I had intended to write my next post on music from Night Vale yesterday, but I'm glad something kept me from doing so. For I read the final third of John Green's Paper Towns this morning, and realized what was keeping me from feeling a strong connection to Barton Carroll's "Those Days Are Gone and My Heart is Breaking."
The narrator begets a child, but "couldn't stick around" and never even remains in contact with the mother or the child. This attitude, the lack of responsibility for the child is foreign to me. I immediately start judging him as a bad person. It is easy to treat him as a one-dimensional character, just as several characters in Paper Towns realize that they had been doing the same. Yet ultimately I know that we are all people trying to live the lives we have been given. I don't know what kind of life the singer had before he left his town. It implies he had friends, but these friends are abandoned (or abandon him). He had a mean streak, and a rage over being held back from what he thought he deserved. I did not grow up with similar feelings. I grew apart from friends, and I've had feelings of being held back. But ultimately I always felt the responsibility was on me, and I couldn't imagine abandoning my children. I don't have the same wounds that the singer has, just as Quentin doesn't have the same wounds as Margo. I haven't read Walt Whitman's poem, "Leaves of Grass" but Quentin interprets it as showing that while we all are connected, we can't truly know one another. I don't think that is true with everyone, but there are people that I cannot relate to. This is not their fault, and I need to remind myself not to judge harshly because of this. The song's narrator has clearly grown as a person, no longer filled with rage but rather with regret. He no longer feels held back by others, recognizing that he needs to put in the work to make connections and to earn his keep.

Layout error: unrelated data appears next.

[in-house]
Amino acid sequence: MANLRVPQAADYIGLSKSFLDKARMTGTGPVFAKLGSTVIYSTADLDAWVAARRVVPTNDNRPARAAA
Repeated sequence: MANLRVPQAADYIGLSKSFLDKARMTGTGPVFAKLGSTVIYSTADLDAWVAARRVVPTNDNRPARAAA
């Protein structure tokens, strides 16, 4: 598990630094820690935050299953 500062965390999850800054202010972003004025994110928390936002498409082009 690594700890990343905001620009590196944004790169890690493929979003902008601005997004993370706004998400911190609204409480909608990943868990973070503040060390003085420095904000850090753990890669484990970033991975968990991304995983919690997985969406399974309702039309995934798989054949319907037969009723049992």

The melody is very repetitive, within a major pentatonic collection of notes. But the third line of each stanza is performed very quickly, within a single measure, which changes the flow. There is a lot of space after this third line, setting up the fourth line as a different end-rhyme (AAAB). These unpredictable rushes and pauses can exhibit the narrator's nervousness in trying to reconnect with his old friend. He knows he has made many mistakes, and needs to come clean in this attempt to reconcile. Perhaps this is a first, easier step towards making things right with his son. The last stanza eases the rhythm of the third line and doesn't rhyme as exactly. Besides bringing things to the present day, the last stanza changes the refrain from "Those days are gone and my heart is breaking" to "Those days are here, and my heart is waiting." He is thinking about the future, I think he is trying to fix the damage he did to his son and his ex.
So maybe I can find connections with this wounded man. There are plenty of mistakes I need to repair, even if not at the level of abandonment. I can understand the nerves, and the relief once a hard step is taken.